Monday, January 24, 2011

Science on Ice

"The test of man's willingness to pull back from the destruction of the Antarctic wilderness is the test also of his willingness to avert destruction globally. If he cannot succeed in Antarctica he has little chance of success elsewhere." - Edwin Mickleburgh

Many of us dream of going to Antarctica. A few of us have had the good fortune of visiting. For Dr. Rodolfo Werner, travel to White Continent is a regular part of life. As a marine scientist, Dr. Werner has spent much of his life studying marine mammals of the Southern Ocean and the Southwest Atlantic, off of Argentina's wild Patagonian coast. These days, he's the scientific advisor for the Pew Environment Group's Antarctic Krill Conservation Project. Much of his time is spent in the political sphere, where he provides scientific support for the case of protecting key areas used by Antarctic wildlife to forage on krill - a shrimp-like crustacean that forms the basis of the Antarctic food chain.  But when not hammering out new protections for Antarctic wildlife, his life is on ice - literally.

During the Antarctic summer, when much of the northern hemisphere is blanketed in snow, Rodolfo guides groups to Antarctica as an expedition leader with National Geographic's Lindblad Expeditions.
Currently at sea on the National Geographic Explorer, Rodolfo's Antarctic voyage can be followed online.  Drop in for your own taste of this icy realm.

Monday, January 17, 2011

Sunsets of Big Sur

Sunset over the Pacific. Big Sur, California.
Big Sur, California.  For those who know me, you may be aware that the past few months have been a difficult time for me, amongst the hardest points on my life.  But before the recent drama began to unfold in force, the wilds of Big Sur were my frequent refuge of the soul.  This magnificent stretch of coastline, and its adjacent Ventana Wilderness, represents some of the most beautiful and untainted landscape in the continental United States.

Rabbit crosses a fallen redwood
in Julia Pfeiffer Burns State Park
Due to its close proximity to Monterey - with some hiking trails as short as a 15 minute car ride from downtown - this natural treasure has been my regular go to spot over the past two years for hiking, river swimming, natural history film and photography, writing, relaxation and reflection.  Luckily, fortune has also provided me with a good number of friends who find equal appreciation and fascination with this special place.  Most recently, I had visits from Rabbit Schaffer and Boca this past October and we took the opportunity to hit some trails, scramble up some river gorges and enjoy fantastic sunsets.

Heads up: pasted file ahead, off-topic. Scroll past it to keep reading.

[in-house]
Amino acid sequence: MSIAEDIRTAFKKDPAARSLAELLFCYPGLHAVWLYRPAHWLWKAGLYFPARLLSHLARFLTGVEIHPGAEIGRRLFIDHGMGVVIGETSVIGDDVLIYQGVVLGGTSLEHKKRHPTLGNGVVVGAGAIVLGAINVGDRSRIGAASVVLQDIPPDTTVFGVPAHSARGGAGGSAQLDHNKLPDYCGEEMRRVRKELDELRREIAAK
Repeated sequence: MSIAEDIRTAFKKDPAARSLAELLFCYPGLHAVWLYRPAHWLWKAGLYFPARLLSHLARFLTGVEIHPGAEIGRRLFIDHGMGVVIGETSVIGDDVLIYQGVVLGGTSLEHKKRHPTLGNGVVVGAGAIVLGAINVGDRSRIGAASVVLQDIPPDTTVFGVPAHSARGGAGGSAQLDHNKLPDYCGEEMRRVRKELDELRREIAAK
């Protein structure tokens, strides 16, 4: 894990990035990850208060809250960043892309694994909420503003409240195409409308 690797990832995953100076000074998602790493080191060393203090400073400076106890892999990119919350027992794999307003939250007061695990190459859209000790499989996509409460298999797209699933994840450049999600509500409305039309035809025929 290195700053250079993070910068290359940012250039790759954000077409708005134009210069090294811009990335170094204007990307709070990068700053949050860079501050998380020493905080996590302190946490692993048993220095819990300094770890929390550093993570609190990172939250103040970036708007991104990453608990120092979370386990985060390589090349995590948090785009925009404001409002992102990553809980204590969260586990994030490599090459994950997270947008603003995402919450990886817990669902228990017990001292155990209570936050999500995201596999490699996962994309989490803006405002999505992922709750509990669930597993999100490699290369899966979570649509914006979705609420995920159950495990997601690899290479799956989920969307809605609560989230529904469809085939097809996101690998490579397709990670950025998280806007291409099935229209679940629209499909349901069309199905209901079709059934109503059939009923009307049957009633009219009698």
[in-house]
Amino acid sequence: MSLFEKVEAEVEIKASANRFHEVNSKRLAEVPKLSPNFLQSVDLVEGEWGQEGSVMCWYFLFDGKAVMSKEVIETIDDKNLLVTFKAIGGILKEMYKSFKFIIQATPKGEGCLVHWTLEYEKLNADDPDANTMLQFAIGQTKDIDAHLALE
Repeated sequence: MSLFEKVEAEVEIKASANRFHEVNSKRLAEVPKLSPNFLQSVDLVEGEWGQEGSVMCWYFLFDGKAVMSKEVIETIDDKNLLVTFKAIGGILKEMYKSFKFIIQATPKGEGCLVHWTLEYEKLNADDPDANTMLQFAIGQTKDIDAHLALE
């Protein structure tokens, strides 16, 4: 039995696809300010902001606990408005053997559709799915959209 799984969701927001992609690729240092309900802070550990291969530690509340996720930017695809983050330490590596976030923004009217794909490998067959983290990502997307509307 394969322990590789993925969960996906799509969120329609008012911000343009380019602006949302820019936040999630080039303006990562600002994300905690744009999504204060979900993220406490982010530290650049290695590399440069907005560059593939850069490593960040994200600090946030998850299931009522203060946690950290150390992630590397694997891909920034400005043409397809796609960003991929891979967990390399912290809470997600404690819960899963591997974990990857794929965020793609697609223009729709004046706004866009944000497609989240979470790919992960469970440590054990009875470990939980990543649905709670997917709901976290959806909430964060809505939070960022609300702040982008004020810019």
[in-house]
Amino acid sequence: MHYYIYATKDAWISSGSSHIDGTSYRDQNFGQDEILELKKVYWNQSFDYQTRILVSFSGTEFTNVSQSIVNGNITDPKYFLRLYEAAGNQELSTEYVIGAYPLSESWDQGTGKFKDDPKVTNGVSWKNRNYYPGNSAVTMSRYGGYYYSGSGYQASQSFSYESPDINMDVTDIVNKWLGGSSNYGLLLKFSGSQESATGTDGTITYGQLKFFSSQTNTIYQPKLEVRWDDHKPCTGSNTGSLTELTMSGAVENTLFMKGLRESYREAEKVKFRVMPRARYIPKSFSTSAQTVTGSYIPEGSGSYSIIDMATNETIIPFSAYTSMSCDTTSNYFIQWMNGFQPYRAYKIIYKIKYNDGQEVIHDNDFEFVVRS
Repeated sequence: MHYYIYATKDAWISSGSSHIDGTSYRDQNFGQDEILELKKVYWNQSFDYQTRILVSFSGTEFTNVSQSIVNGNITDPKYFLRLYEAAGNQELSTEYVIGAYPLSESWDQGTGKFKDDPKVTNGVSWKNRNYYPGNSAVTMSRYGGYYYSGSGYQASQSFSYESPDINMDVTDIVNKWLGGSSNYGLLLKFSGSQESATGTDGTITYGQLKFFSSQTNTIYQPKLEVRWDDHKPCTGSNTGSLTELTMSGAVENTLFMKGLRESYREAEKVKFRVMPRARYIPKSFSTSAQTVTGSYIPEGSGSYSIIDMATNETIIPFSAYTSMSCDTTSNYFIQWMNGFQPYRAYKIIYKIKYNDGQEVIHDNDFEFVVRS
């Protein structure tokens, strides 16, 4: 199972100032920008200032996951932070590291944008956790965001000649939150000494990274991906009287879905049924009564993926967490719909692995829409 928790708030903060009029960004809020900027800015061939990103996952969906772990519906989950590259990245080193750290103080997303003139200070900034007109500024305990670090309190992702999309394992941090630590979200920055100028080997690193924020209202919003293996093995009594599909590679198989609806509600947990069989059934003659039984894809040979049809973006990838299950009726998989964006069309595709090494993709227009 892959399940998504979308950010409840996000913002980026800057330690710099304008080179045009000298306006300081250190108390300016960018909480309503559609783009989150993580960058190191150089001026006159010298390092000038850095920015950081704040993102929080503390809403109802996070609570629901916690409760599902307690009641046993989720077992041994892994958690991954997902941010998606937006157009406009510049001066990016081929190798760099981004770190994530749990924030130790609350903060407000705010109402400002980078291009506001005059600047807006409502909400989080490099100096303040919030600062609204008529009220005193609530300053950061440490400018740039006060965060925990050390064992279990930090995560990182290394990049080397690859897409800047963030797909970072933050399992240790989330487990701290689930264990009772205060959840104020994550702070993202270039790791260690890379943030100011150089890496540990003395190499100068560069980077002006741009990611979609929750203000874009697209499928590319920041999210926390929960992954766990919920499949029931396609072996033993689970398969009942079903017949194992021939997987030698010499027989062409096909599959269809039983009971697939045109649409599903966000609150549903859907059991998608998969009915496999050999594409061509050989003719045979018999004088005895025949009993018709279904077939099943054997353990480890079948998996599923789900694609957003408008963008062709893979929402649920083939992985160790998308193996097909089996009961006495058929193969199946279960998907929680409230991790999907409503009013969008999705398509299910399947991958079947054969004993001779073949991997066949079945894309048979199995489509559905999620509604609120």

Here's a few photos from October.  I wish I was in Big Sur now.
McWay Falls, Julia Pfeiffer Burns State Park
McWay Falls, Julia Pfeiffer Burns State Park
Rabbit crosses the fallen redwood, Julia Pfeiffer Burns State Park
Big Sur Sunset
Rabbit, Big Sur. October 2010
Arlo Hemphill, Big Sur. October 2010.

Sunday, January 16, 2011

Of Frogs and Photos

Glass frog - Centrolene antioquensis
Photography is one of the most powerful tools for communicating the irreplaceable value of wilderness.   Conservation photographers bring the beauty, majesty and spiritual essence of remote wilderness areas  - as well as their diverse biological inhabitants - back to the everyday world.  Without images such as the few featured here, many in the "modern" world would have no understanding or sense of relationship to the remaining wilderness areas of our planet.  

Endangered Rothschild Giraffe, the only subspecies
with five  horns (two behind the ears!)  - less than 690
individuals survive in the wild, many of them around Giraffe Manor
An emerging talent in this discipline is Robin D. Moore.  Dr. Moore works as a herpetologist - or frog expert - for Conservation International.   His job entails traveling to some of the most far flung corners of the globe to check in on the status of declining amphibian populations.  He takes advantage of these opportunities in the field to record the places, faces and animals he encounters through photography.  And thanks to his great talent in this area, he brings back images so compelling, they tell the story of his important work - with little need for words.

To see more of Robin's work, visit his photography website at and follow him on Facebook at Robin Moore Conservation Photographer.

Blog author Arlo Hemphill and Robin Moore
enjoy a lighter  moment at an iLCP "12 Shots" event
during Wild9 in Merida, Mexico - Nov 2010